3,200-Year-Old Egyptian Tablet Shows They Took Attendance at Work and Recorded Absences

Ancient Egypt Tablet

A limestone ostracon, listing workers and their reasons for being absent on certain debates, mark dLabelled ‘Year 40' of Ramses II, circa 1250 BC. (Photo: © The Trustees of the British Museum, CC BY-NC-SA 4.0)

Calling in sick to work is apparently an ancient tradition. Whether its the sniffles or a scorpion bite, somedays you just can't make it. As it turns out, Ancient Egyptian employers kept track of employee days off in registers written on tablets. A tablet held by The British Museum and dating to 1250 BCE is an incredible window into ancient work-life balance. The 40 employees listed are marked for each day they missed, with reasons ranging from illness to family obligations.

The tablet, known as an ostracon, is made of limestone with New Egyptian hieratic script inked in red and black. The days are marked by season and number, such as “month 4 of Winter, day 24.” On that date, a worker named Pennub missed work because his mother was ill. Other employees were absent due to their own illnesses. One Huynefer was frequently “suffering with his eye.” Seba, meanwhile, was bit by a scorpion. Several employees also had to take time off to embalm and wrap their deceased relatives.

Some reasons may seem strange to modern ears. “Brewing beer” is a common excuse. Beer was a daily fortifying drink in Egypt and was even associated with gods such as Hathor. As such, brewing beer was a very important activity. Fetching stones or helping the scribe also took time in the workers' lives. Another reason is “wife or daughter bleeding.” This is a reference to menstruation. Clearly men were needed on the home front to pick up some slack during this time. While one's wife menstruating is not an excuse one hears nowadays, certainly the ancients seem to have had a similar work-life juggling act to perform.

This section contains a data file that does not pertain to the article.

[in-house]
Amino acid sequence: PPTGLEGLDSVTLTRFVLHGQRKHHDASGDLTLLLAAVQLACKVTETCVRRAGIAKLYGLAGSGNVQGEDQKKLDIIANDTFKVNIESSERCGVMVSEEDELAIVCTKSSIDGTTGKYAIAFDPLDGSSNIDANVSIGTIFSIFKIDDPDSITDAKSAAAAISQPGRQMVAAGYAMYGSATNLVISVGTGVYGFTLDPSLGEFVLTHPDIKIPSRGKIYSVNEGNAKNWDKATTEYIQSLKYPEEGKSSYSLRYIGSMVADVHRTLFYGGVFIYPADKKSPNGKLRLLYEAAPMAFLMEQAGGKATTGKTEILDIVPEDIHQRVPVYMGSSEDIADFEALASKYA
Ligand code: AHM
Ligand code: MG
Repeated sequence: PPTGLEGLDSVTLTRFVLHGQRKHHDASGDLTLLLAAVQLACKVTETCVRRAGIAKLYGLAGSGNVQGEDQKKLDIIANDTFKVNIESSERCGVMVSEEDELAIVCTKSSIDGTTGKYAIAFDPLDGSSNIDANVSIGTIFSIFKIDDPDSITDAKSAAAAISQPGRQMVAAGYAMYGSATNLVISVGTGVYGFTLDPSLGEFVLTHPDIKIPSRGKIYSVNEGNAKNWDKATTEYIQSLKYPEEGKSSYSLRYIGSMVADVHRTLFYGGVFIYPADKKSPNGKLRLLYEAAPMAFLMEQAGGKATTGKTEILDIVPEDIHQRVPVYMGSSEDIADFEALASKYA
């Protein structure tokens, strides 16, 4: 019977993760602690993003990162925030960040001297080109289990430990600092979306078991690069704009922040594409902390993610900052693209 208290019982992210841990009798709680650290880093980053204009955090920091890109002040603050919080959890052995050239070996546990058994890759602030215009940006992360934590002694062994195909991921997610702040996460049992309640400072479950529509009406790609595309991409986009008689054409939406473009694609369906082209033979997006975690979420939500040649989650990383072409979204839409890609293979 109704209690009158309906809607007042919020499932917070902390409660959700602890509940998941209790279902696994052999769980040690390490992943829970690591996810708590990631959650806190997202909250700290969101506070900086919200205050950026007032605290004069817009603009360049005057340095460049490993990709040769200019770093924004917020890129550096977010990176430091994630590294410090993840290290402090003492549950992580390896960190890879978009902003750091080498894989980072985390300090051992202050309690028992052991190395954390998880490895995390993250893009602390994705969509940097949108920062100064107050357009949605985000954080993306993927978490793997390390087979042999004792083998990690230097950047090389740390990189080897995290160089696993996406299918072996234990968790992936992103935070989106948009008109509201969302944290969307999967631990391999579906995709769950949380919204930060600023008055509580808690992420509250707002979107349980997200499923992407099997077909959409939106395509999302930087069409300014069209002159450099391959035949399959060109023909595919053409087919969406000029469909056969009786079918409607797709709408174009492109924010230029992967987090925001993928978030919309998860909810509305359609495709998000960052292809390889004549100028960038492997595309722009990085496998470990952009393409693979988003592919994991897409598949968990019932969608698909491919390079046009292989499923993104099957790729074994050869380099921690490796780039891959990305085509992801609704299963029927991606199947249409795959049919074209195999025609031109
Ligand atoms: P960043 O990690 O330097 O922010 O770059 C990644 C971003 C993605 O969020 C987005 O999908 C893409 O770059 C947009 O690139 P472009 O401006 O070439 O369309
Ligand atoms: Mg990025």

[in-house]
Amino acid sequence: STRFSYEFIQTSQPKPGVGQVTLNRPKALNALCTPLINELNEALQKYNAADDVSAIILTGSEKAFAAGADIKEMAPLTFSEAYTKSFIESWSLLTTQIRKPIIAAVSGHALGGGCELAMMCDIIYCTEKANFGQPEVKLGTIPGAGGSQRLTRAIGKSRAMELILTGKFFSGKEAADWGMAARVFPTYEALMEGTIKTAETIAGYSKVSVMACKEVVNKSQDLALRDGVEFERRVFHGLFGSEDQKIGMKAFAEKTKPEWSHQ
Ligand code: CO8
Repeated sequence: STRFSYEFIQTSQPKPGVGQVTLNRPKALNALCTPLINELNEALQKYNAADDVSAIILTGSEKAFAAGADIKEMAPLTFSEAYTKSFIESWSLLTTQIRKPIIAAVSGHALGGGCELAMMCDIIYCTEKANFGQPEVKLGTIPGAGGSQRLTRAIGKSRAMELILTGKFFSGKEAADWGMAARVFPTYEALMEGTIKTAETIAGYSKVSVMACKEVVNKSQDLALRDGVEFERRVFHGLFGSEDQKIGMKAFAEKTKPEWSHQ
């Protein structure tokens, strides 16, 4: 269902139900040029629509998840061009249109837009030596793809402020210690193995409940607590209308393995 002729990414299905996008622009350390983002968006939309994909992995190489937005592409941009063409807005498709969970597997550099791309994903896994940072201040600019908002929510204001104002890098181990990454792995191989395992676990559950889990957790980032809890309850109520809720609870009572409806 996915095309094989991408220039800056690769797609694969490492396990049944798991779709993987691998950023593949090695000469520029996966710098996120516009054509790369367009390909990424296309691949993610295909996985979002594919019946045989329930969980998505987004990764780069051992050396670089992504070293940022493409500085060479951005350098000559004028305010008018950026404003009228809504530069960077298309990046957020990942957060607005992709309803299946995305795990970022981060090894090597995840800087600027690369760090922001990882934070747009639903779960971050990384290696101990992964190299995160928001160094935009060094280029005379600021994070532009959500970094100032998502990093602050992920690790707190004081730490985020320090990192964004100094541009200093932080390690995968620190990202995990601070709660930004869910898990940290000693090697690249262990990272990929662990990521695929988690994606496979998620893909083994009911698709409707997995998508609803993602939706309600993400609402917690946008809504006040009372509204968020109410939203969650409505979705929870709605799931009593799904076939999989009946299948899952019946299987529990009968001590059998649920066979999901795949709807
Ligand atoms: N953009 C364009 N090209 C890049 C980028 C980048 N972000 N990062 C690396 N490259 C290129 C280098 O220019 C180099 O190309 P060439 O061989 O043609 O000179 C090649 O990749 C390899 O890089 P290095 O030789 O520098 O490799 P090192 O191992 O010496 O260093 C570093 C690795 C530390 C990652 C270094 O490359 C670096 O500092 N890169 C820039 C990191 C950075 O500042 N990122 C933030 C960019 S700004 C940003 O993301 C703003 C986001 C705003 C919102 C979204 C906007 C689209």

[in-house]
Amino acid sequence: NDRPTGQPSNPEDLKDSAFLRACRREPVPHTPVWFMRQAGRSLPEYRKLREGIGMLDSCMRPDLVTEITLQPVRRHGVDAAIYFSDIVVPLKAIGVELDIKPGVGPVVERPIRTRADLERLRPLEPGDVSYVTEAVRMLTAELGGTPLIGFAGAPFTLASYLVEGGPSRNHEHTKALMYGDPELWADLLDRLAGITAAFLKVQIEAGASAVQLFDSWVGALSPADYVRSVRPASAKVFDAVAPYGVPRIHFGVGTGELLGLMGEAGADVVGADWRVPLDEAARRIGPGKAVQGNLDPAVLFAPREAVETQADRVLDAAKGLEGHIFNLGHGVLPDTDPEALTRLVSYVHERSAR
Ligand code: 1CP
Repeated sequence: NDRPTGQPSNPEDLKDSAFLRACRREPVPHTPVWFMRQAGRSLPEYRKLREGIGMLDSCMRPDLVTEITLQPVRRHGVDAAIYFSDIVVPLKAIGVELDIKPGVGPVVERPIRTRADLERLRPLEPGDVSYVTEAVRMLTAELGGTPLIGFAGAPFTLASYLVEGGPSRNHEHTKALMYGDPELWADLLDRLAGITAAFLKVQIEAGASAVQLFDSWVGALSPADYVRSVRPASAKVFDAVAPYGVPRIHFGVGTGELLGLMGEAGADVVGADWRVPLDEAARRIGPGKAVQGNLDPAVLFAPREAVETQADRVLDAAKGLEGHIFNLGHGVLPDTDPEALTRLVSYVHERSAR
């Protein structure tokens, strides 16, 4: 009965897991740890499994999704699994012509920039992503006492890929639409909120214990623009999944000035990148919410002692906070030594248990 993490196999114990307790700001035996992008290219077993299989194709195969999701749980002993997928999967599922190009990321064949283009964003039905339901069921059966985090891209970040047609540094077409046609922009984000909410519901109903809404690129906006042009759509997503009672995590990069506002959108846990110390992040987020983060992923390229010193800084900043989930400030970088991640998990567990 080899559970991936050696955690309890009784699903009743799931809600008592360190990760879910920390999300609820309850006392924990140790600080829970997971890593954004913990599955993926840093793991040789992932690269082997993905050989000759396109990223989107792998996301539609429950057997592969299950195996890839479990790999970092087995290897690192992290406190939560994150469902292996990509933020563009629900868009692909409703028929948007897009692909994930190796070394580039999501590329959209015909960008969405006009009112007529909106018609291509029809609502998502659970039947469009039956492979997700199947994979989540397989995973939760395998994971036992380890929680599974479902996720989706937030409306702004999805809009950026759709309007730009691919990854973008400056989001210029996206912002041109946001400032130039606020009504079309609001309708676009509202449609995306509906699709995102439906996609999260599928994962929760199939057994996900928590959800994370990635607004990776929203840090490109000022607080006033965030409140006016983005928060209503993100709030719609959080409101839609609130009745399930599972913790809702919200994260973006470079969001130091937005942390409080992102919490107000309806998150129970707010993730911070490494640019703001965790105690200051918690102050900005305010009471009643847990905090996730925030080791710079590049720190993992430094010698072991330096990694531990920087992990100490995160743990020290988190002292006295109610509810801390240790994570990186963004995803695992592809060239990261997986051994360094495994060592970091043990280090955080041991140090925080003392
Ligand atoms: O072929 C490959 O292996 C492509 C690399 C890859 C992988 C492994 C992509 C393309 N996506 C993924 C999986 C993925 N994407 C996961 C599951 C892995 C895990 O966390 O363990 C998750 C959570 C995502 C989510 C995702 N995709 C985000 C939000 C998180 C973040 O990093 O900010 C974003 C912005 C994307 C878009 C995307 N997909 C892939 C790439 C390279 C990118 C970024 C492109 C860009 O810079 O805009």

The Ancient Egyptians kept track of work absences, and the reasons range from embalming relatives to brewing beer.

Related Articles:

Ancient Egyptians Were Cat People: Exploring Felines and Gods in Art and Culture

3,400-Year-Old Ancient Egyptian Painting Palette Still Contains Remnants of Pigments

11 Facts About the Ancient Egyptian Queen Nefertiti

Ancient Egyptian Coffins Sealed 2,600 Years Ago Are Opened for First Time in History

Madeleine Muzdakis

Madeleine Muzdakis is a Contributing Writer at My Modern Met and a historian of early modern Britain & the Atlantic world. She holds a BA in History and Mathematics from Brown University and an MA in European & Russian Studies from Yale University. Madeleine has worked in archives and museums for years with a particular focus on photography and arts education. When she isn’t writing, she enjoys hiking, film photography, and studying law while cuddling with her cat Georgia.
Become a
My Modern Met Member
As a member, you'll join us in our effort to support the arts.
Become a Member
Explore member benefits

Sponsored Content